Nikola Tesla Articles
Alternating Current Motors
For several years past, from the days of Prof. Ferrari’s investigations, which were followed by those of Tesla, Zipernowsky, and a host of imitators, we have periodically heard of the question of alternating current motors being solved. More than once have we questioned the solution of this difficult problem, and certain enthusiastic inventors had the free use of our pages for the ventilation of their pet theories, yet we are not aware of the existence of any commercially successful motor, one which gives a good efficiency with a reasonable speed at variable loads, and which is entirely self-starting.
If those gentlemen, who then contradicted our assertions, can now show us any radical improvements, we shall be glad to record them. Mr. Kapp spoke of several types of small alternating current motors with two and three wires, but he has not pointed out any successful applications. We were particularly struck with Mr. Kapp’s ingenious model for illustrating the theory of rotation by alternating currents. This model consisted of two cranks capable of revolving simultaneously two connecting rods and a disc movable on its centre.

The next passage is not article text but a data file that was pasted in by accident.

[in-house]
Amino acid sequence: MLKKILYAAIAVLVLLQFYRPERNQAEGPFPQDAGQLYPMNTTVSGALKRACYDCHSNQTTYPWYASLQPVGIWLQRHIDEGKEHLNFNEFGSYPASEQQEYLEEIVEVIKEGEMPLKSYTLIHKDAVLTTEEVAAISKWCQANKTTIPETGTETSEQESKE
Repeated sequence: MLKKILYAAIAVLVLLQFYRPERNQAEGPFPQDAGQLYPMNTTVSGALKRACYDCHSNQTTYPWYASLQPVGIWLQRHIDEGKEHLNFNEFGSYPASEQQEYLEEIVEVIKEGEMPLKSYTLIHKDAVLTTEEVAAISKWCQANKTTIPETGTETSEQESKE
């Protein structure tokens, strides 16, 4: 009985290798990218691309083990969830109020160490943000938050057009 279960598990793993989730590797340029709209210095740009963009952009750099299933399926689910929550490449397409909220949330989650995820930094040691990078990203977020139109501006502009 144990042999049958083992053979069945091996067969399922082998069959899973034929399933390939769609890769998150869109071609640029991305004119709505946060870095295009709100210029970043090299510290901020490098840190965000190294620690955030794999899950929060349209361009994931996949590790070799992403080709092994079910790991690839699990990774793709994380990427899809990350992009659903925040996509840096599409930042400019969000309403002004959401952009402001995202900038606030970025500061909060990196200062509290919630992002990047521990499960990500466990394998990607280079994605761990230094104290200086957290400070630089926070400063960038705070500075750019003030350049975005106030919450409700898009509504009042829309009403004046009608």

The centres of the cranks and the centre of the upper junction of the connecting rods formed a triangle. The pin through the eyes of the connecting rods represented a “phantom magnet” influencing the motion of the disc. By varying the relative angle between the cranks, the pin (phantom magnet) described straight lines, circles, or ellipses, dragging with it the disc which revolved with more or less regularity according as there was any slip, such slip indicating loss of energy. We had to imagine that the crank angles corresponded to the position of the wire coils on the armature relatively to each other.